We need to care and share. There have been earthquakes in Haiti, China and elsewhere. Today, businesses are helping out. America is at the forefront in providing aid. You should really congratulate yourselves.

There is a story I want to share. There was an earthquake in Gujarat many years ago. Our volunteers went to work there. They met an elderly lady who had gone to the temple and on her return found that she had lost everyone in her family. She had lost her sons, daughter-in-law and husband. Her home had crumbled. She had only a little amount in her purse which she wanted to give as a donation. Our volunteers refused her donation and said that they had come to give and not take. She said, “Nature has taken everything away from me. Don’t take away my right to give as well. Please accept my contribution, it is my dharma.” Our volunteers had tears in their eyes. When you have and you share, it is not a big deal. When you don’t have and you share, then that is something.

Q: Please speak about wealth.

Sri Sri Ravi Shankar: As per the ancient scriptures, there are eight types of wealth. Wealth is not only money. Of course, bank balance is wealth, progeny is also a type of wealth, so is health. If you have the confidence that you can create wealth in any situation, even when the economy is not doing well, you will have courage. That courage and confidence is a wealth. The ability to make friends is a wealth. Knowledge is also wealth.

The goddess of wealth, Laxmi, is floating on the lotus. She moves with the wind. The Goddess of knowledge, Saraswati, is on a rock. A rock is stable. Once you have learnt knowledge, you have learnt it for life. Wealth is not an end in itself. It is the means to an end. Wealth, happiness and life are to be shared with all those around.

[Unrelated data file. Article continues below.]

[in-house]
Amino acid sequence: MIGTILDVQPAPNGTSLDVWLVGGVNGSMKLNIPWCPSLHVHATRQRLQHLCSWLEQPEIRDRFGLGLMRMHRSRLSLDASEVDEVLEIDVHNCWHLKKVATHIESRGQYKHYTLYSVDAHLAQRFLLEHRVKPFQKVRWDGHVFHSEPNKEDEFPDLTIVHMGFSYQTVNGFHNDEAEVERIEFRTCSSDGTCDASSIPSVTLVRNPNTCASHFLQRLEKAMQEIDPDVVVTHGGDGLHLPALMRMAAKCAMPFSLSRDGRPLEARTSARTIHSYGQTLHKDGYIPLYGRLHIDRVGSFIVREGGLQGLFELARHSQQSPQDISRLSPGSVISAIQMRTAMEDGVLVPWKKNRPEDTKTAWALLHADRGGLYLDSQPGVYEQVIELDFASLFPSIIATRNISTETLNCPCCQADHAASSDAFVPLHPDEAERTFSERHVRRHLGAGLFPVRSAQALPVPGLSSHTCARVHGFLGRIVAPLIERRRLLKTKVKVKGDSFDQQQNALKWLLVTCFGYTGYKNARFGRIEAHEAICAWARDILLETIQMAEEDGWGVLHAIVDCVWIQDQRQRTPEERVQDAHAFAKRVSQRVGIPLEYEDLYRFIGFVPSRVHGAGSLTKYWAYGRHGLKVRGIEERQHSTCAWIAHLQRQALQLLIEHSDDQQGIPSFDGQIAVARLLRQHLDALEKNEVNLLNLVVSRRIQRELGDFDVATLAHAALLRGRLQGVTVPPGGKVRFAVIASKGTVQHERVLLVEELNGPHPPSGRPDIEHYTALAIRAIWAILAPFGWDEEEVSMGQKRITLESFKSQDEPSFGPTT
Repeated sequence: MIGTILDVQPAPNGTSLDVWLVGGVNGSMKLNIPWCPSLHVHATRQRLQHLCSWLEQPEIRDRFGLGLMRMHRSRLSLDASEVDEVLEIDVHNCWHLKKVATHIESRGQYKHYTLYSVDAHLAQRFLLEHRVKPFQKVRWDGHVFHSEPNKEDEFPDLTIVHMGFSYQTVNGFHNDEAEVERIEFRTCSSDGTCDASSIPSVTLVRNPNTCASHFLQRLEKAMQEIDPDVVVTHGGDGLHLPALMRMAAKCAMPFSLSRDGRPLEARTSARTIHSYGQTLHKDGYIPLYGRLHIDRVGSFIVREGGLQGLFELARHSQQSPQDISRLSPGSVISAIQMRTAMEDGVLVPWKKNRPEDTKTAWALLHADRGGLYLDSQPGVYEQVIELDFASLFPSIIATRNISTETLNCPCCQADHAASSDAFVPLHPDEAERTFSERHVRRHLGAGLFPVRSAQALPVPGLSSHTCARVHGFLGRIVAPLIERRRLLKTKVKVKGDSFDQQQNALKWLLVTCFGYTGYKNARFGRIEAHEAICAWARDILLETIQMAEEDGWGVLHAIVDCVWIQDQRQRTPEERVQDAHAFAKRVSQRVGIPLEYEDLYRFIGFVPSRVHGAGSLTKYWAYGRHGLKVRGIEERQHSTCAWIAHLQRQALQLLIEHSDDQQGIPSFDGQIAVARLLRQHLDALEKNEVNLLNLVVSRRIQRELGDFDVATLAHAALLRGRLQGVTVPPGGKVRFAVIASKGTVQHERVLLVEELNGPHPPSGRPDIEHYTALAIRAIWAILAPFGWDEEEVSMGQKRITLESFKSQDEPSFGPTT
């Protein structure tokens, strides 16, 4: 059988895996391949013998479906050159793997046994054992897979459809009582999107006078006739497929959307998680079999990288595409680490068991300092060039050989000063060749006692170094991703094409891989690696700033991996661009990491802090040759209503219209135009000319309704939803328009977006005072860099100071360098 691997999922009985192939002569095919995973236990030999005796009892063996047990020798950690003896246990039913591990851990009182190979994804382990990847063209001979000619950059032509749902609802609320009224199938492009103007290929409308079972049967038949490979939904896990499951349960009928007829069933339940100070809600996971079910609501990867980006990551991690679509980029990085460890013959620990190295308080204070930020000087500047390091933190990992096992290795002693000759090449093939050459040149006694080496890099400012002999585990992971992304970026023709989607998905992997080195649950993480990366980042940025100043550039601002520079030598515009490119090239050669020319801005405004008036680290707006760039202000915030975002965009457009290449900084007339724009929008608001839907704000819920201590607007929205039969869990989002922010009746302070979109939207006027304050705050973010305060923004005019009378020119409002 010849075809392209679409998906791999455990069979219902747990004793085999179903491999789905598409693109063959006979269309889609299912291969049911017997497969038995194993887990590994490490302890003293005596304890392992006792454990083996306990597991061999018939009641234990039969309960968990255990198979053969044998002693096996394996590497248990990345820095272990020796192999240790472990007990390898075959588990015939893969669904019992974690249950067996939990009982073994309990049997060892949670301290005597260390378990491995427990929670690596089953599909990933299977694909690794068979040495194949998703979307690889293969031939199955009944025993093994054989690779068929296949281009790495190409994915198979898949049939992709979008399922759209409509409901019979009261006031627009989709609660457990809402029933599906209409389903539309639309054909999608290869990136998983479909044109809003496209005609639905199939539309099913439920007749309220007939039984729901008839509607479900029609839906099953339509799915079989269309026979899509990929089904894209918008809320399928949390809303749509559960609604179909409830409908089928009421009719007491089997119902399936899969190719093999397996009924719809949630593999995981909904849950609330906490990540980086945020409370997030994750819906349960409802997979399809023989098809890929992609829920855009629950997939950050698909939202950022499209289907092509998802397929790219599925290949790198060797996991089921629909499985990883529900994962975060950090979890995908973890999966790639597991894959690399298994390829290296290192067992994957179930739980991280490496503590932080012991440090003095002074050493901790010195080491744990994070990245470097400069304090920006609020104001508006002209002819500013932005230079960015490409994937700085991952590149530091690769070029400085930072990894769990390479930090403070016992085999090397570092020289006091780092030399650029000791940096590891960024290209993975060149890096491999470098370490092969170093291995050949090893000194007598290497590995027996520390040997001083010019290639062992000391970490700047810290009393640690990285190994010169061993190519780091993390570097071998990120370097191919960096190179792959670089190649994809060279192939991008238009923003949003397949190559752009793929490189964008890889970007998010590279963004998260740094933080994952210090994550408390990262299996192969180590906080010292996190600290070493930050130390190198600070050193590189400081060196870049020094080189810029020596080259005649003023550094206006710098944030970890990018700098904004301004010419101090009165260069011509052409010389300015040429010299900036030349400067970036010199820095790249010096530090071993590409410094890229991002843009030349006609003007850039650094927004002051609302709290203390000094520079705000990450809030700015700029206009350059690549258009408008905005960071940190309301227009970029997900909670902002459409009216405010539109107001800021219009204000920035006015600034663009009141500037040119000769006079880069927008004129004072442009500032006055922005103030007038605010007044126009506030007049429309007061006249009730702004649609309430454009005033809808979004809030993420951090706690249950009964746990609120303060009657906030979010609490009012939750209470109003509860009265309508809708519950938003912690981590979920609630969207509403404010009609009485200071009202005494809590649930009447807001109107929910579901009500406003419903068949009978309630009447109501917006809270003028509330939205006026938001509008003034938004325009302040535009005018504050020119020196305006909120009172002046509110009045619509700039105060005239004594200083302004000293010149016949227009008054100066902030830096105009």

Today, many people have lost faith. When you lose faith, it takes you within. Every crisis is an opportunity. When all doors are shut and you have nowhere to go, that is when you go within.

Many hurdles and crises come, but you must keep your intention strong. You have to have vision. When you look around, people who break your trust will be few. Those whose values falter will be few. Though sometimes you may shake, but hold on to your vision and mission.

If you don’t want others to cheat you, why should you cheat others? Money is essential, yet you cannot sleep well having only money. Half our health is spent on getting wealth and then we spend half our wealth to get back the health.

Q: How do you define success?

Sri Sri Ravi Shankar: Success is measured by the smiles you have had from the heart. It is the confidence you have to face challenges. When everything goes well you can easily smile. Success is when everything falls apart and yet you can smile. One who manages all challenges that life gives is successful.

Q: Can business be a force to promote peace between nations?

Sri Sri Ravi Shankar: Three dimensions will bring peace. There should be spirituality in politics, corporate social responsibility in business and secularism in religion.

This is deeply ingrained in our minds. Gandhi and Nelson Mandela are examples of secularism in religion and spirituality in politics.

© The Art of Living Foundation
For Global Spirituality